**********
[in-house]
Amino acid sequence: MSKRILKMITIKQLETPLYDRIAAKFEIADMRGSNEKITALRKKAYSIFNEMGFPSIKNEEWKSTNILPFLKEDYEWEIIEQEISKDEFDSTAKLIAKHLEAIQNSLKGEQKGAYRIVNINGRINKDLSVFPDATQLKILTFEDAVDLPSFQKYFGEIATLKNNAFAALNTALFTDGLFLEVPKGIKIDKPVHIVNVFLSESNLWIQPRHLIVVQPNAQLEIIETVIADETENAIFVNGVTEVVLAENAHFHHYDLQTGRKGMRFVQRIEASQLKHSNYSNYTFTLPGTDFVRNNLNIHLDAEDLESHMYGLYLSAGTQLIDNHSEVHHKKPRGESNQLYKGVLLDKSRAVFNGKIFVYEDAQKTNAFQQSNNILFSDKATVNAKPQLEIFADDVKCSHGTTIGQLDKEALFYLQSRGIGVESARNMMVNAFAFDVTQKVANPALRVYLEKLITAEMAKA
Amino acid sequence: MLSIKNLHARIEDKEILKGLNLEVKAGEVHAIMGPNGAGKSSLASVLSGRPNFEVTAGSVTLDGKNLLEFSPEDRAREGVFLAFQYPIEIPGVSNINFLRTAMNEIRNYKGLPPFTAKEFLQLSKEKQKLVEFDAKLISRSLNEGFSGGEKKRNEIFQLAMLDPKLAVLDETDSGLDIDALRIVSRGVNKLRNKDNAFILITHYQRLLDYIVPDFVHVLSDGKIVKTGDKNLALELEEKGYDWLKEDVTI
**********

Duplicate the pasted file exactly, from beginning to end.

[in-house]
Amino acid sequence: MSKRILKMITIKQLETPLYDRIAAKFEIADMRGSNEKITALRKKAYSIFNEMGFPSIKNEEWKSTNILPFLKEDYEWEIIEQEISKDEFDSTAKLIAKHLEAIQNSLKGEQKGAYRIVNINGRINKDLSVFPDATQLKILTFEDAVDLPSFQKYFGEIATLKNNAFAALNTALFTDGLFLEVPKGIKIDKPVHIVNVFLSESNLWIQPRHLIVVQPNAQLEIIETVIADETENAIFVNGVTEVVLAENAHFHHYDLQTGRKGMRFVQRIEASQLKHSNYSNYTFTLPGTDFVRNNLNIHLDAEDLESHMYGLYLSAGTQLIDNHSEVHHKKPRGESNQLYKGVLLDKSRAVFNGKIFVYEDAQKTNAFQQSNNILFSDKATVNAKPQLEIFADDVKCSHGTTIGQLDKEALFYLQSRGIGVESARNMMVNAFAFDVTQKVANPALRVYLEKLITAEMAKA
Amino acid sequence: MLSIKNLHARIEDKEILKGLNLEVKAGEVHAIMGPNGAGKSSLASVLSGRPNFEVTAGSVTLDGKNLLEFSPEDRAREGVFLAFQYPIEIPGVSNINFLRTAMNEIRNYKGLPPFTAKEFLQLSKEKQKLVEFDAKLISRSLNEGFSGGEKKRNEIFQLAMLDPKLAVLDETDSGLDIDALRIVSRGVNKLRNKDNAFILITHYQRLLDYIVPDFVHVLSDGKIVKTGDKNLALELEEKGYDWLKEDVTI